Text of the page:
What Sports Are In The Paralympics? It Has Fewer Than The Winter Games
As Olympic competitors from around the globe battle for gold in PyeongChang, South Korea, Paralympic athletes also are gearing up for their competitions next month. While many sports in the 2018 Winter Paralympics overlap with those featured in the Olympics, there actually are far fewer winter Paralympic sports. You're sure to see some impressive athletic feats in the March competitions regardless.
The Winter Paralympics kick off March 9 in PyeongChang with 80 total competitions in para Alpine skiing, para cross-country skiing, para ice hockey, para snowboarding, para biathlon, and wheelchair curling. Because there are six sports, the Paralympics last 10 days (compared to the Winter Olympics, which features 15 sports spread over 17 days).
A total of 670 Paralympic athletes will compete in Korea this year. That's a 24 percent increase from the 2014 Winter Games in Sochi. There's also a 44 percent increase in the number of female athletes competing, according to the Paralympic Games' official website.
The slogan for the 2018 Winter Paralympic Games is "Passion. Connected" and the official mascot is Bandabi, an Asiatic black bear. The website explains that "the bear is symbolic of strong will and courage" and is a symbol of Korea's Gangwon Province. The competitions commence after an eight-day torch relay and an opening ceremony on March 9, then wrap up with a closing ceremony on March 18.
Alpine skiing downhill races, biathlon, ice hockey, and curling are the first competitions, beginning on March 10. They're followed by cross-country skiing March 11 and snowboarding March 12 (check here for the full schedule). Team USA is competing in every sport except curling.
Across the 80 Paralympic events, 133 sets of medals will be awarded in PyeongChang. The medals are based on the same design of the Winter Olympic medals: the medal itself mimics the look of wood and the lanyard has a snowflake pattern. "The Paralympic Winter Games medals for PyeongChang 2018 are a symbol of equality, creativity, culture and passion," Lee Hee-beom, the competition's organizer, said on the website. "The work that has gone into the design and manufacturing of the medals has been world class, and we are all looking forward to the moment when the first medal will be awarded to the world's best Paralympic athletes next year."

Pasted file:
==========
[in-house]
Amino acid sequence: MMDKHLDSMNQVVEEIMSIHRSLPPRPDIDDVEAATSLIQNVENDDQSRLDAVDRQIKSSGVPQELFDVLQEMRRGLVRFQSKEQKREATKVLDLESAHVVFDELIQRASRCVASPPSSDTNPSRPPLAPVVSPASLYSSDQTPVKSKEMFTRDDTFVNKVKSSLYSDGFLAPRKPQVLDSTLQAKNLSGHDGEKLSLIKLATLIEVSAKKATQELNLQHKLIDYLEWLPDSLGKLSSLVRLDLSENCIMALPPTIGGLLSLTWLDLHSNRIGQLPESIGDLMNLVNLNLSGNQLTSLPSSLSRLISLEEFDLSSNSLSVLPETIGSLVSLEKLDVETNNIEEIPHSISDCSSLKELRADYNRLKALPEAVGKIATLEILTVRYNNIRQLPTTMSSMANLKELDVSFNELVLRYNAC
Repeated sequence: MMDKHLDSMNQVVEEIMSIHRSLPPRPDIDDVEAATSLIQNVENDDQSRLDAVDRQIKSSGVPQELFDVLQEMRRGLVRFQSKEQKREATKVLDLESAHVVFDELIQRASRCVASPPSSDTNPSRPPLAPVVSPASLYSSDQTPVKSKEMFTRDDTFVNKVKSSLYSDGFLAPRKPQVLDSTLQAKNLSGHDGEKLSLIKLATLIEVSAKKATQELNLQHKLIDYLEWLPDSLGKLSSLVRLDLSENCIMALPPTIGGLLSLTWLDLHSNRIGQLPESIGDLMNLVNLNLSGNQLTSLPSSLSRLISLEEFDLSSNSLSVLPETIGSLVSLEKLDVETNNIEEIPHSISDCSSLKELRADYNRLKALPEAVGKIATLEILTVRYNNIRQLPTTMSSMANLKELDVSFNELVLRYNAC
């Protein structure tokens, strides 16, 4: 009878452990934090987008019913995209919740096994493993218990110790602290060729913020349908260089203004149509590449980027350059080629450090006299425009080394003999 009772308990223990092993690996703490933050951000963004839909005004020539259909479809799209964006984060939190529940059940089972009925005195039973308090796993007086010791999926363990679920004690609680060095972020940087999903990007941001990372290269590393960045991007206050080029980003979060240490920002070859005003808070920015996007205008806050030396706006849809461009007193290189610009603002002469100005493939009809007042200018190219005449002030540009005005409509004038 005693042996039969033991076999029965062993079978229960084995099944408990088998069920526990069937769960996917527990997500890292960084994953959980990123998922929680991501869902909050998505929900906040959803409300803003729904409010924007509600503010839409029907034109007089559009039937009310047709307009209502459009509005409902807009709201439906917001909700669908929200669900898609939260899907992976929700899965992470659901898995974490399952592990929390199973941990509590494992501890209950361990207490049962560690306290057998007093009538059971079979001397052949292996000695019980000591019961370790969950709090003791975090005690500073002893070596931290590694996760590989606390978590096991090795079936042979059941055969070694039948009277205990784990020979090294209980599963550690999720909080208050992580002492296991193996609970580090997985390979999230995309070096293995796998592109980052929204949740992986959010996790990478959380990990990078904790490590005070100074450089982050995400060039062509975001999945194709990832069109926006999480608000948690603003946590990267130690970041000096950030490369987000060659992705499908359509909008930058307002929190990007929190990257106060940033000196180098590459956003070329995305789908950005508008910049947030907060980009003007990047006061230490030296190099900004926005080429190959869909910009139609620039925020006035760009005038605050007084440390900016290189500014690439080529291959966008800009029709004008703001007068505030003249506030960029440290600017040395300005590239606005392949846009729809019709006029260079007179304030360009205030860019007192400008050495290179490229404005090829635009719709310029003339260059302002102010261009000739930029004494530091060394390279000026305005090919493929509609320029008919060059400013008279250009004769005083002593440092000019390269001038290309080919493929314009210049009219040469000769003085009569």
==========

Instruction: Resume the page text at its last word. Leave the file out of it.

Ticket sales for the 2018 Winter Olympics started off slow, and sales for Paralympics tickets were no different. At the end of October just 4.3 percent of available tickets to the 2018 Paralympics had been sold. "When the International Paralympic Committee President (Andrew Parsons) visited PyeongChang earlier this month, he told us not to be too concerned about the ticket sales," Lee told South Korean reporters in October. "He said many people purchase tickets when the event actually starts, so we're not too concerned about it at this moment."
Anyone hoping to travel to the Paralympic Games from the United States can purchase tickets via CoSport's website. No tickets are available for the opening or closing ceremonies, para Alpine skiing, cross-country skiing, biathlon, or snowboarding, but curling and ice hockey tickets are still up for grabs.
If you're tuning into the 2018 Paralympic Games at home: Keep in mind that South Korea is a whopping 14 hours ahead of the East Coast and 17 hours ahead of the West Coast, and plan your TV viewing accordingly.